This week during our daily devotions we are looking at what Jesus said about worry and stress. Here are some facts about mental health in today’s society:
We all have mental health – just as we have physical health
1 in 4 of us will experience a mental health problem in any given year
Mental health is indiscriminate – it can affect anyone
Mental health is part of our human experience
Mental health is the largest burden of disease – 28% compared to 16% for cancer and heart disease
30% of people with a long-term physical health problem also have a mental health problem
46% of people with a mental health problem also had a long-term physical health problem.
10% of children and young people (aged 5-16 years) have a clinically diagnosable mental problem
Women are more likely than men to have a common mental health problem and are almost twice as likely to be diagnosed with anxiety disorders
We all can suffer from stress and anxiety. Here are some definitions:
Stress – “a state of mental or emotional strain or tension resulting from adverse or demanding circumstances.”
Anxiety – “anxiety is a feeling of unease, such as worry or fear, that can be mild or severe. Sometimes there can be no specific cause.”
Each of us has an internal emotional reservoir. On the topside, there’s an input, and on the bottom, a drain. Certain activities will drain you more than fill you, and others will fill you more than drain you. Some tasks will contribute to you and others will take from you. Do as many of the things that fill your tank as you can. That is how you recharge.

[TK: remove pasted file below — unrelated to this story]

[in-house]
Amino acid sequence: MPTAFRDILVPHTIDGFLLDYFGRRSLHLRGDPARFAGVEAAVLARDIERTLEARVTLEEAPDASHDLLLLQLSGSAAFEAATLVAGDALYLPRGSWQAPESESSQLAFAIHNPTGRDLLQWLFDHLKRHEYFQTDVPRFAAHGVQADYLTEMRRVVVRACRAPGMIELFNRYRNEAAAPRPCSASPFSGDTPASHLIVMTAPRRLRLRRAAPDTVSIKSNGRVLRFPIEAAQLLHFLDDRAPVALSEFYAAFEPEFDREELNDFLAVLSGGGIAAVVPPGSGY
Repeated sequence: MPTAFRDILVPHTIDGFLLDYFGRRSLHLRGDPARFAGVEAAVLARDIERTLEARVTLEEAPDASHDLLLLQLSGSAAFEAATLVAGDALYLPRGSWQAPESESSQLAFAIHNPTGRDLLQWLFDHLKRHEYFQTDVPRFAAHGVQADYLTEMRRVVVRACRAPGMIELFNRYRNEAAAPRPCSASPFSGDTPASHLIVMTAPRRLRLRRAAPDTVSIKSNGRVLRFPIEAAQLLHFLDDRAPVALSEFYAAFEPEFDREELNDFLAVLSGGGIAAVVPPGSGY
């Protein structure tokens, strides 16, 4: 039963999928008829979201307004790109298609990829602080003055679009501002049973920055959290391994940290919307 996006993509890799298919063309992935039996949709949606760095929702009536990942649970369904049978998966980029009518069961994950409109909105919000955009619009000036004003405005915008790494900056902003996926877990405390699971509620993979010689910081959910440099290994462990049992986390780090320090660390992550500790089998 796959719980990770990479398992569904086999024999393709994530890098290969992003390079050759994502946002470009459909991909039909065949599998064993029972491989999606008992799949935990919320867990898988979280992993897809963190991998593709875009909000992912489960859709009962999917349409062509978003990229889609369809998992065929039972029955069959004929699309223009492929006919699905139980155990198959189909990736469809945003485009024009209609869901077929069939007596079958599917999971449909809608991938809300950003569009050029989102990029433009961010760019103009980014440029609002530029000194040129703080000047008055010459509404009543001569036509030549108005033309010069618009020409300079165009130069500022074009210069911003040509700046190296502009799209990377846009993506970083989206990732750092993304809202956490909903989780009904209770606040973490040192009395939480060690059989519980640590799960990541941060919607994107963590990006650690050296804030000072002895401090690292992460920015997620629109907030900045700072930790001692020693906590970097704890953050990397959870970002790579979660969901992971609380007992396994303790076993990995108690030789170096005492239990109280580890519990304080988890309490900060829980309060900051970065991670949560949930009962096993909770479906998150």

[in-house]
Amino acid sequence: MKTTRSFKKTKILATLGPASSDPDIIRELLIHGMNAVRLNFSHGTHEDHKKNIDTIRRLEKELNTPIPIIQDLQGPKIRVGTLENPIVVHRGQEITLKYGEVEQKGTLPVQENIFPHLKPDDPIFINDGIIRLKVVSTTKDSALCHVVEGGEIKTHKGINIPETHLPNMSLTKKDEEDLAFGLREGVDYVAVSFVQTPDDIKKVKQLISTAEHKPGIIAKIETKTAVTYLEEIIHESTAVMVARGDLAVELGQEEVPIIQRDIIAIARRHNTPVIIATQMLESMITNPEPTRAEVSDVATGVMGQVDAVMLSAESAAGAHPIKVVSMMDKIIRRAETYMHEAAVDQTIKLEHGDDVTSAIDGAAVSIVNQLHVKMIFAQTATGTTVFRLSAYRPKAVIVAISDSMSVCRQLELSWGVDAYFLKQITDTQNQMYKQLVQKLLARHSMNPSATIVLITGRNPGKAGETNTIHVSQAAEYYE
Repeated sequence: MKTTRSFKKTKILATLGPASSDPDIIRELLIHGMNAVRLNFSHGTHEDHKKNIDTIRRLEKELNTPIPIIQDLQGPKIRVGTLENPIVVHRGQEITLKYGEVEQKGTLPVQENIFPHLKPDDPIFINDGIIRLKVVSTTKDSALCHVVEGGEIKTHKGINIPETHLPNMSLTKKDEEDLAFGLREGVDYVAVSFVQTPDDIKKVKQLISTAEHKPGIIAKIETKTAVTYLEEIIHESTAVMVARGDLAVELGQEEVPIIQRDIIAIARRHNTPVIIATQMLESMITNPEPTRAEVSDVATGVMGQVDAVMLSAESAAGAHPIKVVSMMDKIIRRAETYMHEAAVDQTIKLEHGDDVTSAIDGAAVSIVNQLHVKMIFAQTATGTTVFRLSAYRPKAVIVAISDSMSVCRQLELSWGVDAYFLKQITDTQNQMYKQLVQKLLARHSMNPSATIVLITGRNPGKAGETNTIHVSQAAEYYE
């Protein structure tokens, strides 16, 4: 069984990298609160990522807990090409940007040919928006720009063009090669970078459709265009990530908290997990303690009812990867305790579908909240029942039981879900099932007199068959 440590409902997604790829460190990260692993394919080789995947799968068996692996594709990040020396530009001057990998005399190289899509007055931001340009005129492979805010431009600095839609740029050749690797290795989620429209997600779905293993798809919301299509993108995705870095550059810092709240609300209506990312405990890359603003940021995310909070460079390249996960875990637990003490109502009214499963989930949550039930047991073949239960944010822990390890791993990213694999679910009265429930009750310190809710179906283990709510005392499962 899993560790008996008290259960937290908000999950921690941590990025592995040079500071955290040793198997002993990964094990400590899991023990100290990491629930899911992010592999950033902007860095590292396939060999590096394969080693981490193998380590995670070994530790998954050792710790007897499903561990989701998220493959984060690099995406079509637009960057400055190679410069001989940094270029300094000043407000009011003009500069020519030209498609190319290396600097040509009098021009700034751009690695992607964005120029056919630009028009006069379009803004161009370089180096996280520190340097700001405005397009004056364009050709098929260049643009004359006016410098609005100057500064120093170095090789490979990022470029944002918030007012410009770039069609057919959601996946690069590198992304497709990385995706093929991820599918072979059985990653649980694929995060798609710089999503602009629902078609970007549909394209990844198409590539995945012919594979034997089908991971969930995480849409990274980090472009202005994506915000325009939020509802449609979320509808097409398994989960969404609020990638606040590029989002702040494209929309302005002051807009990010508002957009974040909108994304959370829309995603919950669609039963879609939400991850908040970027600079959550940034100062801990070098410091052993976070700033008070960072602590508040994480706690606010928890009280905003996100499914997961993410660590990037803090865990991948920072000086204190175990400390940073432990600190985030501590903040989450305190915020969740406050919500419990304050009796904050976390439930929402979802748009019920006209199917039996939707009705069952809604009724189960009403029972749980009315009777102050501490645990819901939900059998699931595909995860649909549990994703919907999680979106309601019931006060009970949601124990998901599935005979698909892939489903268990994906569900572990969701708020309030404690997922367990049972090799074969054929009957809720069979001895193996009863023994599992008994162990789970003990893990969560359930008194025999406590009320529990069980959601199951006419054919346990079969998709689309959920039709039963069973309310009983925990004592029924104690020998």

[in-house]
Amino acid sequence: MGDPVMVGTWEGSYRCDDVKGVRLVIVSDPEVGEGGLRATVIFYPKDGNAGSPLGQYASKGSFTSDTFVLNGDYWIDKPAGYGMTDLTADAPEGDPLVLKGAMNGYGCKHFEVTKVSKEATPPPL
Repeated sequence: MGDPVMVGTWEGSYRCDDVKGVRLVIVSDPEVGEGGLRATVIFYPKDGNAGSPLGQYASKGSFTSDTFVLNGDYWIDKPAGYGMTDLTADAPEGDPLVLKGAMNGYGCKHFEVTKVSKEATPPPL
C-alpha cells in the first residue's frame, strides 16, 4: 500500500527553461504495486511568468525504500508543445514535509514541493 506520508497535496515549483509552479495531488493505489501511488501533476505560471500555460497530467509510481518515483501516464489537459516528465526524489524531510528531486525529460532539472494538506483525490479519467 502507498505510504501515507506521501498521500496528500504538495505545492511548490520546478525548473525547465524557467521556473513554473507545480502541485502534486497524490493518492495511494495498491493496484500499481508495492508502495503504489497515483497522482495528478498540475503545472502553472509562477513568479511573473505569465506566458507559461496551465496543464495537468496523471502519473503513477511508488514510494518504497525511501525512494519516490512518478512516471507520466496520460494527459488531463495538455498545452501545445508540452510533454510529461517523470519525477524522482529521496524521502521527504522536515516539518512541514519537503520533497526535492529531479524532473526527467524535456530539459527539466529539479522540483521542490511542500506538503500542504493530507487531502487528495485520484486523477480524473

The busier I become, the less time I had for activities that replenish me
What does Jesus have to say about all this?
An often quoted speech by Jesus about worry and stress is found in Matthew 6 v 25 – 32. It forms part of Jesus Sermon on the Mount.
“Therefore I tell you, do not worry about your life, what you will eat or drink; or about your body, what you will wear. Is not life more than food, and the body more than clothes? Look at the birds of the air; they do not sow or reap or store away in barns, and yet your heavenly Father feeds them. Are you not much more valuable than they? Can any one of you by worrying add a single hour to your life?
“And why do you worry about clothes? See how the flowers of the field grow. They do not labor or spin. Yet I tell you that not even Solomon in all his splendor was dressed like one of these. If that is how God clothes the grass of the field, which is here today and tomorrow is thrown into the fire, will he not much more clothe you—you of little faith? So do not worry, saying, ‘What shall we eat?’ or ‘What shall we drink?’ or ‘What shall we wear?’ For the pagans run after all these things, and your heavenly Father knows that you need them.”
These are fantastic words of encouragement from the creator of life. Jesus gently points the worrier away from their own problems to their Heavenly Father. He then talks about the confidence we can have in our Heavenly Father and how we are valuable to Him. He talks about life being more than just things. This sort of thinking sets the foundation for the Christian when it comes to dealing with stress and anxiety.